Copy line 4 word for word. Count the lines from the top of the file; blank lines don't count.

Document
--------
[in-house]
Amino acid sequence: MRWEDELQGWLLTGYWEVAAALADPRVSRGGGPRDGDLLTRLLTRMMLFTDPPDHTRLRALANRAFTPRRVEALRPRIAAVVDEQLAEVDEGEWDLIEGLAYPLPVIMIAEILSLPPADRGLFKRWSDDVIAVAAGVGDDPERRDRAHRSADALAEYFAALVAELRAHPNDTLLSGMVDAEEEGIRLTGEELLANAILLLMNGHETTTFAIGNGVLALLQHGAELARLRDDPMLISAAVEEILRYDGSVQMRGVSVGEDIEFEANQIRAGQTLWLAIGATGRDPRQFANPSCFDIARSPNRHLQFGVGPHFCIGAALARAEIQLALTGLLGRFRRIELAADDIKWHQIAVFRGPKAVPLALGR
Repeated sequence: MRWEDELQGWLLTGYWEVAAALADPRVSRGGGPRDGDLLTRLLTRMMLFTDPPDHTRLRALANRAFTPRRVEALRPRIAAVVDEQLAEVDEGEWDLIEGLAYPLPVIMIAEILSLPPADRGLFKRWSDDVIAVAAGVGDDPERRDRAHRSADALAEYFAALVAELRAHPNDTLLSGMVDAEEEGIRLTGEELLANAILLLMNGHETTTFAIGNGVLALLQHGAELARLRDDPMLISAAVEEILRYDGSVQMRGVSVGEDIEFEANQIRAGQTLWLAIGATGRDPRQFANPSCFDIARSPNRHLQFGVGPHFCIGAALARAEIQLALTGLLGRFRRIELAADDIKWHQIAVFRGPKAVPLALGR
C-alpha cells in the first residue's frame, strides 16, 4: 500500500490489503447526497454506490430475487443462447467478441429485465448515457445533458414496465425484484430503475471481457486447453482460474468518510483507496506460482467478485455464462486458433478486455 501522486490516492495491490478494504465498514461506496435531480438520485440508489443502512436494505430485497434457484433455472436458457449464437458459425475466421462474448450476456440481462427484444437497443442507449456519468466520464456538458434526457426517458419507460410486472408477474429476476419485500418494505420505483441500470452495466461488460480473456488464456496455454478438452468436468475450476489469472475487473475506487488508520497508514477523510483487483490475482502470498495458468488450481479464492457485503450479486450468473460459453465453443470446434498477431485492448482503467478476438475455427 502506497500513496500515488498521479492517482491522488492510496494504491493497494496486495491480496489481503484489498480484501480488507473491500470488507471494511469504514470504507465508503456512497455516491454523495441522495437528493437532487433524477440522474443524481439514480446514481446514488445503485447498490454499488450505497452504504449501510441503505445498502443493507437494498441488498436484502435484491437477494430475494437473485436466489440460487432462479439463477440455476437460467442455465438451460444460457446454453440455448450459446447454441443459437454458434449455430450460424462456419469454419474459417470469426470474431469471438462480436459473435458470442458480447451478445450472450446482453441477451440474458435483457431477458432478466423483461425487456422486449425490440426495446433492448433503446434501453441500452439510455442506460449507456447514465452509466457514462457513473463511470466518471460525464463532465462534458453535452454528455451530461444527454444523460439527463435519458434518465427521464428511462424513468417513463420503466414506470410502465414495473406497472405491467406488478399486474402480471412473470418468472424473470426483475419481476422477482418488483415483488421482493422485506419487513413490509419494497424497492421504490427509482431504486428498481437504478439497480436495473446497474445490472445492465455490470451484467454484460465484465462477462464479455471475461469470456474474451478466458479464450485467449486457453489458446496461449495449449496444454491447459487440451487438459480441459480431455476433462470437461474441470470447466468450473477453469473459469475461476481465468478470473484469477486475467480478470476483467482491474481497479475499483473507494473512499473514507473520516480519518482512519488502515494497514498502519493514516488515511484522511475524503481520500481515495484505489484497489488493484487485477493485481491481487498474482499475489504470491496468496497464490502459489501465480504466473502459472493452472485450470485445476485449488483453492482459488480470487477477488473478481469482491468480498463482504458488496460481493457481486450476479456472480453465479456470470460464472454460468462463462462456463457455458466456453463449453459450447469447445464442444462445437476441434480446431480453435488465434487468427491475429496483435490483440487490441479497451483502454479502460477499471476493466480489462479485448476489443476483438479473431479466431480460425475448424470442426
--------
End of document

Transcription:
C-alpha cells in the first residue's frame, strides 16, 4: 500500500490489503447526497454506490430475487443462447467478441429485465448515457445533458414496465425484484430503475471481457486447453482460474468518510483507496506460482467478485455464462486458433478486455 501522486490516492495491490478494504465498514461506496435531480438520485440508489443502512436494505430485497434457484433455472436458457449464437458459425475466421462474448450476456440481462427484444437497443442507449456519468466520464456538458434526457426517458419507460410486472408477474429476476419485500418494505420505483441500470452495466461488460480473456488464456496455454478438452468436468475450476489469472475487473475506487488508520497508514477523510483487483490475482502470498495458468488450481479464492457485503450479486450468473460459453465453443470446434498477431485492448482503467478476438475455427 502506497500513496500515488498521479492517482491522488492510496494504491493497494496486495491480496489481503484489498480484501480488507473491500470488507471494511469504514470504507465508503456512497455516491454523495441522495437528493437532487433524477440522474443524481439514480446514481446514488445503485447498490454499488450505497452504504449501510441503505445498502443493507437494498441488498436484502435484491437477494430475494437473485436466489440460487432462479439463477440455476437460467442455465438451460444460457446454453440455448450459446447454441443459437454458434449455430450460424462456419469454419474459417470469426470474431469471438462480436459473435458470442458480447451478445450472450446482453441477451440474458435483457431477458432478466423483461425487456422486449425490440426495446433492448433503446434501453441500452439510455442506460449507456447514465452509466457514462457513473463511470466518471460525464463532465462534458453535452454528455451530461444527454444523460439527463435519458434518465427521464428511462424513468417513463420503466414506470410502465414495473406497472405491467406488478399486474402480471412473470418468472424473470426483475419481476422477482418488483415483488421482493422485506419487513413490509419494497424497492421504490427509482431504486428498481437504478439497480436495473446497474445490472445492465455490470451484467454484460465484465462477462464479455471475461469470456474474451478466458479464450485467449486457453489458446496461449495449449496444454491447459487440451487438459480441459480431455476433462470437461474441470470447466468450473477453469473459469475461476481465468478470473484469477486475467480478470476483467482491474481497479475499483473507494473512499473514507473520516480519518482512519488502515494497514498502519493514516488515511484522511475524503481520500481515495484505489484497489488493484487485477493485481491481487498474482499475489504470491496468496497464490502459489501465480504466473502459472493452472485450470485445476485449488483453492482459488480470487477477488473478481469482491468480498463482504458488496460481493457481486450476479456472480453465479456470470460464472454460468462463462462456463457455458466456453463449453459450447469447445464442444462445437476441434480446431480453435488465434487468427491475429496483435490483440487490441479497451483502454479502460477499471476493466480489462479485448476489443476483438479473431479466431480460425475448424470442426